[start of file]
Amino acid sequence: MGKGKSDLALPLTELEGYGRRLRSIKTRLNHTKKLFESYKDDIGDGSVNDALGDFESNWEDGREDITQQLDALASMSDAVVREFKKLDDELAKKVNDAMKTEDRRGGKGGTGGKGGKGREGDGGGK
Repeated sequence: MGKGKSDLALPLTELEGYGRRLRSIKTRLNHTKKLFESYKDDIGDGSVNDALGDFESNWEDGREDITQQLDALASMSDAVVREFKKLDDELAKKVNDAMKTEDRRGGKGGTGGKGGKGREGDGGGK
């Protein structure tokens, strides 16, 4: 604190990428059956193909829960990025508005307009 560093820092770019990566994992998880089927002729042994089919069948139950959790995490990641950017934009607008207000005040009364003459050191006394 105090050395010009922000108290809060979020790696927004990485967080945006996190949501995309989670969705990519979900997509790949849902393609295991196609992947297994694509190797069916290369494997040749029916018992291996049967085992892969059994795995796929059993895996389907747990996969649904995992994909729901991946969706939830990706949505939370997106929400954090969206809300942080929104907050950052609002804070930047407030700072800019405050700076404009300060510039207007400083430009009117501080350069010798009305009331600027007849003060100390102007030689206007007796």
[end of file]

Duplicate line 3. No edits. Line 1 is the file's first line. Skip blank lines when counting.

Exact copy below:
């Protein structure tokens, strides 16, 4: 604190990428059956193909829960990025508005307009 560093820092770019990566994992998880089927002729042994089919069948139950959790995490990641950017934009607008207000005040009364003459050191006394 105090050395010009922000108290809060979020790696927004990485967080945006996190949501995309989670969705990519979900997509790949849902393609295991196609992947297994694509190797069916290369494997040749029916018992291996049967085992892969059994795995796929059993895996389907747990996969649904995992994909729901991946969706939830990706949505939370997106929400954090969206809300942080929104907050950052609002804070930047407030700072800019405050700076404009300060510039207007400083430009009117501080350069010798009305009331600027007849003060100390102007030689206007007796």